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A terrorist highjacks a car outside Berlin, forcing the driver to take him to the center of the city, where, in the middle of Christmas celebrations, he plans to carry out a brutal attack.
What reads like the news report of the Dec. 19 attack on the Berlin Christmas market actually is the plot of Berlin Falling, a film shot in the German capital in 2015 that recently finished postproduction. The movie is the directorial debut of actor Ken Duken, a major German TV star who’s best known in the U.S. for a supporting role in Inglourious Basterds. Duken stars as Frank, the hapless driver of the hijacked car. Tom Wlaschiha, known to Game of Thrones fans as the face-shifting assassin Jaqen H’ghar, plays Andreas, his tormentor.
Duken came up with the idea for a thriller centered on a Berlin terror attack nearly two years ago and developed the script with Christoph Mille and Norbert Kneissl.
“My goal with the film wasn’t ideological, looking at one group or the other,” Duken tells THR. “I was more interested in this climate of fear that we have in Germany now and what it can lead to.”
The timing of Berlin Falling is as astonishing as it is unnerving. In one poignant scene, Frank and Andreas drive by the very Christmas market at Breitscheidplatz in Berlin where 2016’s terrorist attack took place. In an uncanny case of synchronicity, Duken first screened the movie for cast and crew on the night of the attack. They watched at Filmkunst 66, a cinema just a few blocks away. “As we walked out of the theater, people told us, ‘There’s been a terrorist attack at Breitscheidplatz,’ ” says Duken. “We couldn’t believe it. Then we took out our phones and thought, ‘Oh no.’ When we made the movie, we were ahead of events. Sadly, events caught up with us.”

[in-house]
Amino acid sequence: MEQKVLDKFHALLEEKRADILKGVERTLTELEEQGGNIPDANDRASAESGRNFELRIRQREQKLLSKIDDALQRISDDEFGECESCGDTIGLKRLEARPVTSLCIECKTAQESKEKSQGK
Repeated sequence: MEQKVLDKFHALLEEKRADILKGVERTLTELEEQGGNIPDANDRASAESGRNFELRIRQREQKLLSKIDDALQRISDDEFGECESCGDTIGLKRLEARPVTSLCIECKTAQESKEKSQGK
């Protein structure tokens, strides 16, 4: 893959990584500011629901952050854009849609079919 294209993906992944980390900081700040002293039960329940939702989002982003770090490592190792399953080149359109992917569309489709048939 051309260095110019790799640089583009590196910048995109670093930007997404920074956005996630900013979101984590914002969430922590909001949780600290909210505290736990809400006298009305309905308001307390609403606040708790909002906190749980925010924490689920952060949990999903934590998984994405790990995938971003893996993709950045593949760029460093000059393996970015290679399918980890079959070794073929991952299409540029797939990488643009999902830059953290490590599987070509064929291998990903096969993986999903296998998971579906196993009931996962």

As for how the real-life attack will affect the Berlinale, police spokesman Winfrid Wenzel tells THR that attendees can expect a range of new measures, including stricter controls on vehicle access to venues, longer waiting times and more extensive bag checks. But Wenzel took pains to reassure visitors that while Berlin “is on high alert,” they should not expect the sort of omnipresent, almost militaristic approach to security seen in Cannes in May.
“There’s always, as we say in police speak, ‘an abstract threat,’ ” he says. “But the festival venues are easier to protect than is the case with other events in the city. The Berlinale does not have the symbolic importance [for Islamic terrorists] of, say, the Brandenburg Gate or, as we saw in Breitsheidplatz, a Christian church during a Christmas celebration.”
This story first appeared in the Feb. 10 issue of The Hollywood Reporter magazine. To receive the magazine, click here to subscribe.
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